Here’s where we start with greenhouse basics and giving you all the information you’re going to need to make your decisions about your own greenhouse growing.
What I’m going to tell you in these pages will not be the same thing as you might have heard before in garden magazines or sales literature.
You see, I want you to succeed at this, and the only way you’ll do it is if you make the right decisions going into the process. If you have the proper expectations of what a greenhouse can and can’t do for you.
So let’s dive right in with a few questions I regularly get.
Can I grow vegetables all winter long?
Well, it depends. There are three factors that influence your ability to grow vegetables.
- The first decision is what kind of vegetables you want to grow. Plants like tomatoes require very high light levels and winter is a time for shorter days and low light levels. But plants such as spinach or Chinese cabbage don’t require as much light. So if your goal is to have fresh tomatoes, then your choices are going to be different than if you want Chinese cabbage.
- The second is heat. Tomatoes want 65F nights or the pollen goes sterile and you won’t get a crop. But spinach grows/survives quite cool temperatures. I always ask folks how much money they want to throw at the greenhouse – particularly compared to buying good produce.
- The third is the light level in the greenhouse. Wait! Didn’t you already say that? Yes for the light level needed by the plants but no for the light level in the greenhouse itself. Let me explain. My solar greenhouse (1500 square foot) was very energy efficient but it cut off a good 40% of the light available because it had an opaque/insulated north roof. So I could afford to heat it but there wasn’t really enough sunlight for tomatoes to grow properly.
Here’s the Real Story They Don’t Want You To Know.
When light levels go down in the winter (shorter days) then vegetables such as tomatoes stop growing. And the pollen stops being produced. So you don’t have new tomatoes growing.
- Can you light them? Yes.
- Can you add enough heat to keep them growing? Yes.
- Can you afford that heat?
A low light level greenhouse such as this simply won’t produce crops requiring high light levels
But how rich are you? Frankly, you can buy the most expensive organic tomato in the fanciest store much cheaper than you can grow it yourself in your own greenhouse.
Vegetables such as kale and Chinese cabbage can be harvested all winter long if the greenhouse doesn’t freeze solid (most do because of the design) then you can harvest all season long. But even these tough plants don’t “grow” when light levels go down.
The hard reality in greenhouse basics is that after one attempt to heat and keep plants alive in a greenhouse in a cold climate, most home gardeners abandon the attempt and go back to overwintering plants indoors, buying from a store and saving money in the meantime.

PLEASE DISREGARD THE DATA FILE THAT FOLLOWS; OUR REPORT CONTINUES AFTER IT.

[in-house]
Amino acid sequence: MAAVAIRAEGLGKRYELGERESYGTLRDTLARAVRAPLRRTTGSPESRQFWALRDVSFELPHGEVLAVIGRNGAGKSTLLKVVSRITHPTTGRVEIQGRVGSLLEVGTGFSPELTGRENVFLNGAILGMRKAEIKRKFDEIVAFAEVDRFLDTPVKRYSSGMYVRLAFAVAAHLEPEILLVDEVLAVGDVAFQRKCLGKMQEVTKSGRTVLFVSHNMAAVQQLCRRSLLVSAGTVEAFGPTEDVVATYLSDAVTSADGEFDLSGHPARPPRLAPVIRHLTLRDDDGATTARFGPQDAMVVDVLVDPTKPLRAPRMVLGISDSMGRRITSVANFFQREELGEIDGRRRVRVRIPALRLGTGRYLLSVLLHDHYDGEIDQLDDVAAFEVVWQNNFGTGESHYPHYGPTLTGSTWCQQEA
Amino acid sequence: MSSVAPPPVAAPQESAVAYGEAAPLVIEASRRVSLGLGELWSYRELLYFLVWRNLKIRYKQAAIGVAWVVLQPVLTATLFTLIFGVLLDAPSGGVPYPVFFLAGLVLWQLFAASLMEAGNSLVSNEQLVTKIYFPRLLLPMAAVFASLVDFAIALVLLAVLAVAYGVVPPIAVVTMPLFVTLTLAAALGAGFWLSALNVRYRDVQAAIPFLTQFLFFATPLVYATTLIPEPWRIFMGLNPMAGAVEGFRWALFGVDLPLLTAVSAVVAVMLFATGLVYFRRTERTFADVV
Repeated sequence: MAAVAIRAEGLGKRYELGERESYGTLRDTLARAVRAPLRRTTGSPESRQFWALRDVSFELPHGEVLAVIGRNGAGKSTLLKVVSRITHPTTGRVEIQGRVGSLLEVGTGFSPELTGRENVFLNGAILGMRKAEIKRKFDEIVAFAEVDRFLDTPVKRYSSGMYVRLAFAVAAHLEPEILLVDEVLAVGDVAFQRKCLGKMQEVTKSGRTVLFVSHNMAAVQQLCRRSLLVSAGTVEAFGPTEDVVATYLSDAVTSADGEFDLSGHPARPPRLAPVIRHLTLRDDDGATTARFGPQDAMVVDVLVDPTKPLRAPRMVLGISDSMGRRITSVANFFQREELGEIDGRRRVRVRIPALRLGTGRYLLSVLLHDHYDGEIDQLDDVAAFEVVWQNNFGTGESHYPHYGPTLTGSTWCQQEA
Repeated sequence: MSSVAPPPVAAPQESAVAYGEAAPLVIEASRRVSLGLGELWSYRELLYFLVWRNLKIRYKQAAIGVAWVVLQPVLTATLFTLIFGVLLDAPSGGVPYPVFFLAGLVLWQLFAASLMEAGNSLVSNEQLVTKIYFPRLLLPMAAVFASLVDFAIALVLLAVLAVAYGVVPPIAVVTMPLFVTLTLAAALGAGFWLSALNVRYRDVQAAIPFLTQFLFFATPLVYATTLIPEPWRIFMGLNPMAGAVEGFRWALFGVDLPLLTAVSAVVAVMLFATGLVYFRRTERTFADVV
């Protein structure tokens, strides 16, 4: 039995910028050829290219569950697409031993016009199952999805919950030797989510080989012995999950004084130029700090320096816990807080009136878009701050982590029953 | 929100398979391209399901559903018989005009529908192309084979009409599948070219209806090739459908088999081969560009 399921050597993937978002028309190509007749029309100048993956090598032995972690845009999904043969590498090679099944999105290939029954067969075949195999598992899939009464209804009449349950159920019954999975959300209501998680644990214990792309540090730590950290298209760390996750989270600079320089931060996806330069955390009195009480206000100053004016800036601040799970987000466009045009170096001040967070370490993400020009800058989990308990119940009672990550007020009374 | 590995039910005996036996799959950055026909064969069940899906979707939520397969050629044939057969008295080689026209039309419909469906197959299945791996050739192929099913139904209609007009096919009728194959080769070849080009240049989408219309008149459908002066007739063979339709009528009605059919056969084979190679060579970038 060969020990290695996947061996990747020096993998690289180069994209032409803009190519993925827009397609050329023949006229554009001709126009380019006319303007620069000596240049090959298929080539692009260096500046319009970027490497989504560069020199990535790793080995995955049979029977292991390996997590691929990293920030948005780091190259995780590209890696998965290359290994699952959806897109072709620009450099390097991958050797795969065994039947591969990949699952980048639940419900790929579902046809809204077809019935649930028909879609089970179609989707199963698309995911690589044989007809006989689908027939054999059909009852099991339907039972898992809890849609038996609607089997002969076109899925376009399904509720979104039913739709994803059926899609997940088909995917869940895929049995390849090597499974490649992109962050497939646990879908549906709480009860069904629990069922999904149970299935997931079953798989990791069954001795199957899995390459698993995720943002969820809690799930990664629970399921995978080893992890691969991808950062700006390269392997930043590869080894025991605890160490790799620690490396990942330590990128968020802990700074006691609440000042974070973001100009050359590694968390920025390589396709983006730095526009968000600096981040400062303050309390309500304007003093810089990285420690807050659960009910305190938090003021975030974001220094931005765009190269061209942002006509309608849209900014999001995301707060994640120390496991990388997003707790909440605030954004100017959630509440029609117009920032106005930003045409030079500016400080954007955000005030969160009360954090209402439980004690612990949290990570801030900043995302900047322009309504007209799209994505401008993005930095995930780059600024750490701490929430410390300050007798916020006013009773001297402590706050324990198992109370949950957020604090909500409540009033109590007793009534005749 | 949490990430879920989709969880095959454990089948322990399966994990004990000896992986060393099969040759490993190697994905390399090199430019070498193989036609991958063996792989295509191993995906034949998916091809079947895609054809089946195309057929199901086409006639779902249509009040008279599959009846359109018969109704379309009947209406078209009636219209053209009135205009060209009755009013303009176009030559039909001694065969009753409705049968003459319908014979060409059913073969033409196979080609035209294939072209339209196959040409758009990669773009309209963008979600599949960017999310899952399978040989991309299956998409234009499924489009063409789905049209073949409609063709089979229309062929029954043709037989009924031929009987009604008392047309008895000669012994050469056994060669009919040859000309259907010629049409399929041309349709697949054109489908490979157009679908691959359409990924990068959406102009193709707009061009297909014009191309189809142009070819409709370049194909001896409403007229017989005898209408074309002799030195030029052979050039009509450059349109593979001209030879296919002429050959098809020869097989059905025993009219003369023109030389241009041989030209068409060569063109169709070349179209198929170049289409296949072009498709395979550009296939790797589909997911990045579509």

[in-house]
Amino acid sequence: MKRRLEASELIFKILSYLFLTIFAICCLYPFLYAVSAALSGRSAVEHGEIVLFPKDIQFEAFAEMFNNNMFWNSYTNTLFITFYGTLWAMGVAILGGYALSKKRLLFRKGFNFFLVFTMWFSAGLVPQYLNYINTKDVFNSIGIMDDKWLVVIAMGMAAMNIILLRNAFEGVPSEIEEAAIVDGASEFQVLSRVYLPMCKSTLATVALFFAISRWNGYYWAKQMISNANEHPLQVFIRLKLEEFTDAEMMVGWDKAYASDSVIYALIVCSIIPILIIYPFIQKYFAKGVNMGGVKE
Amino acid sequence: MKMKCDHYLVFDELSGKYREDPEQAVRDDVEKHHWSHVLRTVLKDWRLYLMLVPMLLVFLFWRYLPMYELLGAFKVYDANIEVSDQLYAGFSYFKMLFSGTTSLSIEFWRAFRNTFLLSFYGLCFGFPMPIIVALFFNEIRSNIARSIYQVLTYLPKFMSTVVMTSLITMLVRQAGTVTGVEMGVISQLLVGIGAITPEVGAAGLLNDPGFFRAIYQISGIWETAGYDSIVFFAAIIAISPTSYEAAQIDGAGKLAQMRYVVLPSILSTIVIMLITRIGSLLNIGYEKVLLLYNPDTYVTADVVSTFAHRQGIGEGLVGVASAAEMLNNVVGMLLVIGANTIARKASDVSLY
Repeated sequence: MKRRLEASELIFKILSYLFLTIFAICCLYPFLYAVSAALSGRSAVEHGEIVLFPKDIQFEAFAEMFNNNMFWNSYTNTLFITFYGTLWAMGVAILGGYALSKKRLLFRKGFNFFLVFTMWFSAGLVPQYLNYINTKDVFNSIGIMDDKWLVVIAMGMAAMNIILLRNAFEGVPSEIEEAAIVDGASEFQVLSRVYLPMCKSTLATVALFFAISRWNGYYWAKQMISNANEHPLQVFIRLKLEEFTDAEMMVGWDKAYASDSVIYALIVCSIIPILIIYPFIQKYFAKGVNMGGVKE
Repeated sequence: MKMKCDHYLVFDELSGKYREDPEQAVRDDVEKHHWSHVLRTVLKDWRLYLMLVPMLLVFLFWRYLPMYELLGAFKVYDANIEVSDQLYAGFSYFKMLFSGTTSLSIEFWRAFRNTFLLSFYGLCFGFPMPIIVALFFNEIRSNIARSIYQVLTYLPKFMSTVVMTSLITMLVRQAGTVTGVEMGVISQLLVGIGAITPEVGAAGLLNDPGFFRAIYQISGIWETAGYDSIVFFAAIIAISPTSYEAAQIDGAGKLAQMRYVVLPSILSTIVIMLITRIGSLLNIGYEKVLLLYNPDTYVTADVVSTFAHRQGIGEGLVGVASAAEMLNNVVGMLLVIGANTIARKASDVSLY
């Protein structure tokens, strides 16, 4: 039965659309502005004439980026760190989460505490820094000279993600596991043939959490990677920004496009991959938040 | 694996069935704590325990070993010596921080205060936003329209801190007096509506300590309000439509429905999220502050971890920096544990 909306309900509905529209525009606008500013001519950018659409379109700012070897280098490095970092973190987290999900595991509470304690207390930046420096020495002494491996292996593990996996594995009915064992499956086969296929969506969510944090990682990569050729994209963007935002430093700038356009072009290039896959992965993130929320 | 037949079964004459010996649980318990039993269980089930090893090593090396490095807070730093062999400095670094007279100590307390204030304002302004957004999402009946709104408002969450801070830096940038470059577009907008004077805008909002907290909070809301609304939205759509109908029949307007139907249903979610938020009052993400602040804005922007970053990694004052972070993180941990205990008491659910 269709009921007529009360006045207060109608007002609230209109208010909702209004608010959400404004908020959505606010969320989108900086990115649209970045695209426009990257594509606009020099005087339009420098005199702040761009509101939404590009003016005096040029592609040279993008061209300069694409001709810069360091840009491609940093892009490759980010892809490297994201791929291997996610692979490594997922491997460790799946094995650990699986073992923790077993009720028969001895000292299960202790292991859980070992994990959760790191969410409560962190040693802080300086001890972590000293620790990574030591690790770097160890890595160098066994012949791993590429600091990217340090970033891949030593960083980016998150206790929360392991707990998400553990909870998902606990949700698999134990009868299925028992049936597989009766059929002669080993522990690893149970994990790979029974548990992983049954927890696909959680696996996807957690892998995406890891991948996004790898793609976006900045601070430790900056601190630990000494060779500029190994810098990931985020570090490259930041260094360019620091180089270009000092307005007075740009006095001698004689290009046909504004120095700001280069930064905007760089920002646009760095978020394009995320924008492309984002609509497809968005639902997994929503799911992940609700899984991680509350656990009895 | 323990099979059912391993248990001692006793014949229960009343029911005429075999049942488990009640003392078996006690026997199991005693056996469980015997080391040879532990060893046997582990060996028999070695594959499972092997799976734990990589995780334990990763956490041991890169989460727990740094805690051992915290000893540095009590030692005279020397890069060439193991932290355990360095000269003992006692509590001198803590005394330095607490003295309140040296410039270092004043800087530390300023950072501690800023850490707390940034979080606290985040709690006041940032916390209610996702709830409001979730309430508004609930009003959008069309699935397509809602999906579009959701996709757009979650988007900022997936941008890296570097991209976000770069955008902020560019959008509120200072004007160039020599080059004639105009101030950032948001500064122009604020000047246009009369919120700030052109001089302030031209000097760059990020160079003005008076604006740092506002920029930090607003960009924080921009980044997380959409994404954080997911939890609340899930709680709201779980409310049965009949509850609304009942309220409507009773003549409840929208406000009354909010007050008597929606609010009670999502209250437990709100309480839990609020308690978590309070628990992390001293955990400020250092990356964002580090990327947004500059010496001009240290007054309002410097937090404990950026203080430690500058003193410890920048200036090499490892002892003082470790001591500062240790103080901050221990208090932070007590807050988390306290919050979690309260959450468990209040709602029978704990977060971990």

There is also a climate-region variable. If you live in an area where the temperatures are relatively mild, you’ll be able to do things that my -25 winter won’t allow me to do.
So it depends.
There are some gardeners who don’t mind tossing a lot of money in heating costs at a backyard greeenhouse and consider it a “hobby” cost. Just know this going into the “hobby” and you’ll be fine.
There are many gardeners who use a hobby greenhouse as a fine looking cold frame or a tool shed. 🙂 No heat, no lighting and used for growing perennials or sheltering transplants in the spring.
So there is a way to really use a greenhouse?
Definitely but you have to pick your crops, your designs and your objectives really carefully so they’re consistent with your garden activities.
What about solar greenhouses?
There are some advantages to solar greenhouses and other energy efficient systems such as grow-tunnels and cold frames that I’m going to show you and explain to you.
But again, what they don’t tell you is that with a solar greenhouse, light levels go down even more than with regular greenhouses and growing slows right down as a result. I can say this with authority because my 1500 square foot propagation greenhouse was a full Brace Solar Design – half buried in the ground and quite energy efficient but with less light than the traditional hoop greenhouses.
Are You Saying I Shouldn’t Have a Greenhouse?
I’m saying you should understand exactly what one can and can’t do for you and what you want it to do. That’s what these greenhouse pages are going to set you up to understand.
Will You Have a Greenhouse in Your Garden?
I start my seeds indoors on racks in a growing area, well lit by artificial light. It’s cheaper to heat and light my basement than it is to heat a greenhouse.
I will be building and demonstrating the kinds of inexpensive crop shelters I’m going to use in growing my plants. Stay tuned.
But no, I won’t have a greenhouse I have to heat, it is far less expensive to install proper indoor plant lights than it is to heat a greenhouse. Not as sexy but more efficient.
And while I love messing about in a greenhouse, on our windy island the heat loss is amazing (even on houses) so a greenhouse is just too expensive for what I’d use it for.